A vacuum is a volume of space that is essentially empty of matter, such that its gaseous pressure is much less than standard atmospheric pressure. The Latin term in vacuo is used to describe an object as being in what would otherwise be a vacuum.
Air or Earth's atmosphere is a layer of gases surrounding the planet Earth.

Air may also refer to:
• Air (1977 video game), an air combat based mainframe computer game
• Air (band), a French electronic music duo

"Polythene" redirects here. For the Feeder album, see Polythene (album).

Polyethylene (IUPAC name polyethene) is a thermoplastic commodity heavily used in consumer products.
Polystyrene IPA: /ˌpɒliˈstaɪriːn/ is a polymer made from the monomer styrene, a liquid hydrocarbon that is commercially manufactured from petroleum by the chemical industry.
Paper is thin material used for writing upon, printing upon or packaging, produced by the amalgamation of fibres, typically vegetable fibers composed of cellulose, which are subsequently held together by hydrogen bonding.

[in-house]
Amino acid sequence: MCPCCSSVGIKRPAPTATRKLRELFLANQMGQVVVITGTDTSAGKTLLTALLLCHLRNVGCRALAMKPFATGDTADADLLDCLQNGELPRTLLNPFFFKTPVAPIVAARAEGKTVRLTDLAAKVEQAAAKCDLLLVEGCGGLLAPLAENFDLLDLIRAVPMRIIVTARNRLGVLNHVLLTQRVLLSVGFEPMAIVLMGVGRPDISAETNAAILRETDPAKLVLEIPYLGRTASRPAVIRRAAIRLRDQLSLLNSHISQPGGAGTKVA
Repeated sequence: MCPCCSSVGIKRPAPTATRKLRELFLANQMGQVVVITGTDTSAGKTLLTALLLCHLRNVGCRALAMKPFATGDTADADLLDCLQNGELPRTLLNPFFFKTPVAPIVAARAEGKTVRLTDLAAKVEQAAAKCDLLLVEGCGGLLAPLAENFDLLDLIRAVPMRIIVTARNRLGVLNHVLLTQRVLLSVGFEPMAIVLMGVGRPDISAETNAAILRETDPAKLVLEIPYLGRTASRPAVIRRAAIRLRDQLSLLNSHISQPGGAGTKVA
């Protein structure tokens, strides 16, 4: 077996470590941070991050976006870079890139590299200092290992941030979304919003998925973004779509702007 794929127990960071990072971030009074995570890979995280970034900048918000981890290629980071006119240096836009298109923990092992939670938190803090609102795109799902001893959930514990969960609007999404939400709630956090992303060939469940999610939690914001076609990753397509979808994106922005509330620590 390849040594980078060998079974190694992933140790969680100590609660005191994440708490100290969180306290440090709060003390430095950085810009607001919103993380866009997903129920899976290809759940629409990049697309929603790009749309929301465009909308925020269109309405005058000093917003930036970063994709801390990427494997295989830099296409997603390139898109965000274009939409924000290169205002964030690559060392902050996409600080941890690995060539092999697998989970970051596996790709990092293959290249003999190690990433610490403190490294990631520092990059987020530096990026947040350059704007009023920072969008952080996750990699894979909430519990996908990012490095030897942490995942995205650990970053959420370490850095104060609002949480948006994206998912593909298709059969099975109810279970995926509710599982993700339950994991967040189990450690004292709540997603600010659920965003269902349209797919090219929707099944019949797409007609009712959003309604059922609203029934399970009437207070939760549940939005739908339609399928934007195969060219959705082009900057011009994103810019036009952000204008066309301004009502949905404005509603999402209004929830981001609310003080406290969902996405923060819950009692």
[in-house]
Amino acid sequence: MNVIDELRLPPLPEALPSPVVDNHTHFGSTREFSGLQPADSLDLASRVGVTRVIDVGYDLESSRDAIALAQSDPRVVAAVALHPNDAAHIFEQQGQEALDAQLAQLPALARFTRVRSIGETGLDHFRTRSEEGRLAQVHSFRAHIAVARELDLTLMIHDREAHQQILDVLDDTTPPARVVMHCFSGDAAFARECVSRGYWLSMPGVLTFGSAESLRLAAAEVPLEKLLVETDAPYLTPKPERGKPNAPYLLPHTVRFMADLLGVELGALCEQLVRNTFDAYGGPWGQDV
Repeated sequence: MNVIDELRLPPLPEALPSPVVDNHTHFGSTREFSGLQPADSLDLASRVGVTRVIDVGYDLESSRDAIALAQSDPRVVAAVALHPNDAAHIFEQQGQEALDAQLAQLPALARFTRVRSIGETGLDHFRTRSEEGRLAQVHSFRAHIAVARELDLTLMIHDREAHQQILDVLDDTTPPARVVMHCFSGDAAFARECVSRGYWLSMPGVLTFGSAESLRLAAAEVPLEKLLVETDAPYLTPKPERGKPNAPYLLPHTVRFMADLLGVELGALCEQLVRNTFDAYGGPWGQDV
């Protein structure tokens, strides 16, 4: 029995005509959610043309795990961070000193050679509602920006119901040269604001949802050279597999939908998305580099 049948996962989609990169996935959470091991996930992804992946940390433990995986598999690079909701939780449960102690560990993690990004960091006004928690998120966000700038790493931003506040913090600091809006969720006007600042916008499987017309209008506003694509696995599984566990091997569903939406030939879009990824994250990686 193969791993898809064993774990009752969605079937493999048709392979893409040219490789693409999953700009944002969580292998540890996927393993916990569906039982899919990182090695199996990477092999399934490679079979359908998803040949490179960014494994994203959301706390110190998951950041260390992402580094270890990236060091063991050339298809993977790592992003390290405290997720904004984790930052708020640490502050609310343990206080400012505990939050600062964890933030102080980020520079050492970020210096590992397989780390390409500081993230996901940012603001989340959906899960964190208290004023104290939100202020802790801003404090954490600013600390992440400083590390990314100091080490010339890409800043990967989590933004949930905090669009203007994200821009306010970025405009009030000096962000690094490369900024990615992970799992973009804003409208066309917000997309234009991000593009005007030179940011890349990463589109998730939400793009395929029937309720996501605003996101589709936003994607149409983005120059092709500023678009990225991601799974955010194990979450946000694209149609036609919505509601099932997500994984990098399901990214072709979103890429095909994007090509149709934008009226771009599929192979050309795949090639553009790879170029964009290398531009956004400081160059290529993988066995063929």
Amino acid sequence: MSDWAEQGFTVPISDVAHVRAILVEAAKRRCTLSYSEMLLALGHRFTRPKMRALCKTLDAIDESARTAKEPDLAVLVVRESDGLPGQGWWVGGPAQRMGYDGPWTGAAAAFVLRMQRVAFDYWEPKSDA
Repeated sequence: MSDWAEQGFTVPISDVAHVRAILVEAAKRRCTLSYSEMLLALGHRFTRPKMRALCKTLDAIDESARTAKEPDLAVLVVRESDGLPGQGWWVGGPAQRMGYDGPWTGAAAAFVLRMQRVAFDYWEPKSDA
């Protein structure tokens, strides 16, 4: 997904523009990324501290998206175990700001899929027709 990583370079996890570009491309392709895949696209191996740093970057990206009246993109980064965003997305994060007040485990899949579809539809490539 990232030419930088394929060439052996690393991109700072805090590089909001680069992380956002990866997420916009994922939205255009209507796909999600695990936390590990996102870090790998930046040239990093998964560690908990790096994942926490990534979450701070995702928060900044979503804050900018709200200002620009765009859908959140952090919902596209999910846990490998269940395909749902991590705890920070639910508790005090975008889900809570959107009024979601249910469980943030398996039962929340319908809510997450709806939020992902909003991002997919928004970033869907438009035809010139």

silicon dioxide, also known as silica or silox (from the Latin "silex"), is the oxide of silicon, chemical formula SiO2, and has been known for its hardness since the 16th century.
Concrete is a construction material that consists of cement (commonly Portland cement) as well as other cementitious materials such as fly ash and slag cement, aggregate (generally a coarse aggregate such as gravel limestone or granite, plus a fine aggregate such as sand or

Pyrex is a brand name for heat-resistant glass introduced by Corning Incorporated in 1915.

## The name PYREX

A Corning executive gave the following account to Mitford M. Mathews (American Speech, Vol.
Natural rubber is an elastic hydrocarbon polymer that naturally occurs as a milky colloidal suspension, or latex, in the sap of some plants. It can also be synthesized. The entropy model of rubber was developed in 1934 by Werner Kuhn.
Diamond is an allotrope of carbon. It is the hardest known natural material and the third-hardest known material after aggregated diamond nanorods and ultrahard fullerite. Its hardness and high dispersion of light make it useful for industrial applications and jewelry.
Salt is a mineral essential for animal life, composed primarily of sodium chloride. Salt for human consumption is produced in different forms: unrefined salt (such as sea salt), refined salt (table salt), and iodized salt.
Graphite (named by Abraham Gottlob Werner in 1789 from the Greek γραφειν (graphein): "to draw/write", for its use in pencils) is one of the allotropes of carbon.